Tulsa has added nearly 24,000 new jobs since 2011; it's a number the Tulsa Chamber is very proud of.
Monday, Governor Mary Fallin made the trip to hear all about the next phase of an economic development plan that will push Tulsa through 2020.
The program is simply called Tulsa's Future and Monday night, the chamber announced phase three - with a campaign goal of $21 million.
All the money will be used towards keeping businesses in the area, recruiting new ones and hiring the best, most skilled workforce possible.
Max Scheder-Bieschin is 23 years old and from California, but he's in Tulsa as one of the 24,000 new hires since 2011.
“I can tell you I didn't imagine I would end up in Tulsa, Oklahoma," he said. "Over the last year and a half it's turned out a lot better than expected."
Monday, in front of the governor and hundreds of chamber investors and partners, a promise was made to keep the momentum going.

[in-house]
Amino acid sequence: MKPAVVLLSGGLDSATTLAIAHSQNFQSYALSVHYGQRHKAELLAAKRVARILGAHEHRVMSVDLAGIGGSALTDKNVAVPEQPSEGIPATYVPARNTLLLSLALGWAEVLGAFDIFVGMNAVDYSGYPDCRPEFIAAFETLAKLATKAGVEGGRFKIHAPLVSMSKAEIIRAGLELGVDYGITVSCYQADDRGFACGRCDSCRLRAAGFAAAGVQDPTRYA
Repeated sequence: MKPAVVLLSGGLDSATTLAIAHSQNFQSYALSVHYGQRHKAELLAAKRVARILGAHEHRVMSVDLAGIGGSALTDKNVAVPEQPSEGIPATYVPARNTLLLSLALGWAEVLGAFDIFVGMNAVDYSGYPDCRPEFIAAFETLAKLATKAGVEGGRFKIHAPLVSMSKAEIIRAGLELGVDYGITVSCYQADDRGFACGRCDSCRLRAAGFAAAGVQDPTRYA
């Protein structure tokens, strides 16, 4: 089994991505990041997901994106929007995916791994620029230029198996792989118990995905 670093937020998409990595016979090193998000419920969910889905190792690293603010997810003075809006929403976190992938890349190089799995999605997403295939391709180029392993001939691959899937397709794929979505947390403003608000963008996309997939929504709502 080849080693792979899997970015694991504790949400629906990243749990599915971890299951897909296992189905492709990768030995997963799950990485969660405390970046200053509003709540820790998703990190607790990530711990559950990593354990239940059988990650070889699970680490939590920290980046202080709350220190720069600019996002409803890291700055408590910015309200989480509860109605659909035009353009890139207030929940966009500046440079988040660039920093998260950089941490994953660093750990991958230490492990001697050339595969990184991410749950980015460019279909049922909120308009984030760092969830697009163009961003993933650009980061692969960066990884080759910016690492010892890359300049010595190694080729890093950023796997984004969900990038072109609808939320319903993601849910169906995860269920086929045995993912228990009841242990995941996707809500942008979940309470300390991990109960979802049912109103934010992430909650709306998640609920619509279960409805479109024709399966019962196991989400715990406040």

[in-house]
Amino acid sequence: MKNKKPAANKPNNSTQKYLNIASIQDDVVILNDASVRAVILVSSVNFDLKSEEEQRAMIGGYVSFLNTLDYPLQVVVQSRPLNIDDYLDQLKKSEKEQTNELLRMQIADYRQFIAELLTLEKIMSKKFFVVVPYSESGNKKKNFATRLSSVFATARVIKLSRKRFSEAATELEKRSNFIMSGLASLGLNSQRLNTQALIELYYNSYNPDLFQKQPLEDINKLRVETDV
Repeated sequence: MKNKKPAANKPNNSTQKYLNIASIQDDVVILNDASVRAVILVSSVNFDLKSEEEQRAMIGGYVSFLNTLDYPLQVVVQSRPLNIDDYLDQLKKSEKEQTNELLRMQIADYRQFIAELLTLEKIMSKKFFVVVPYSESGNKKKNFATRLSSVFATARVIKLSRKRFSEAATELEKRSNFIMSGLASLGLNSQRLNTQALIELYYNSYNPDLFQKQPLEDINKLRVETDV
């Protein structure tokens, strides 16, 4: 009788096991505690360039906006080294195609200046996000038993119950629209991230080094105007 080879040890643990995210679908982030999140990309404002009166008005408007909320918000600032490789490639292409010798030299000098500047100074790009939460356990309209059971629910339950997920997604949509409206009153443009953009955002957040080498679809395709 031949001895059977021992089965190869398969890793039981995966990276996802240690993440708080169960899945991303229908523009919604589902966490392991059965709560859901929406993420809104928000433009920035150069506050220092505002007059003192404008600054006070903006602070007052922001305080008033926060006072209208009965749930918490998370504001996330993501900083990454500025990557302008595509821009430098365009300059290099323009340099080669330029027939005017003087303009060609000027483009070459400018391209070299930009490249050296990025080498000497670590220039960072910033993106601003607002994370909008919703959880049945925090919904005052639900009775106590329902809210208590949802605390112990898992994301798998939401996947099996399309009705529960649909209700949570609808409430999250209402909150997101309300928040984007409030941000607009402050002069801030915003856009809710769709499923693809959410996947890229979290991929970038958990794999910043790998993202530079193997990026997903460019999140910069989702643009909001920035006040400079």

Phase three of Tulsa's Future will sink $21 million partly into recruiting businesses.
"We moved our corporate headquarters last fall from Houston to Tulsa because we like the state and it is a great place to work and operate," said Mark Eck with Midstates Petroleum.
Macy's had a similar thought - close to 2,000 people will be hired at its new fulfillment center.
"We are just doing everything we can to get them to come here and look at us, because once they take a look we think we can win them over," said Mike Neal with the Tulsa Regional Chamber.
It's not all about the new it's about retaining what is already here; especially with the oil and gas industry in such a volatile state.
"It's tough because the oil capital of the world is Houston but there's a lot of people that want to be here," Eck said.
Money will also go towards downtown development, to entice a young, talented workforce.
"If you look at the cost of living and how much there is to do here, I thought it wouldn't be a bad option to come here and build up a base," Scheder-Bieschin said.
With the help of all the investors and community leaders, Tulsa's future looks pretty bright.
"I just think it is a very exciting time to be in Tulsa and if you want to grow with a city its a phenomenal place to be," Scheder-Bieschin said.
The Chamber president also hinted that it is close to finalizing a couple business agreements he says are comparable to the Macy's deal.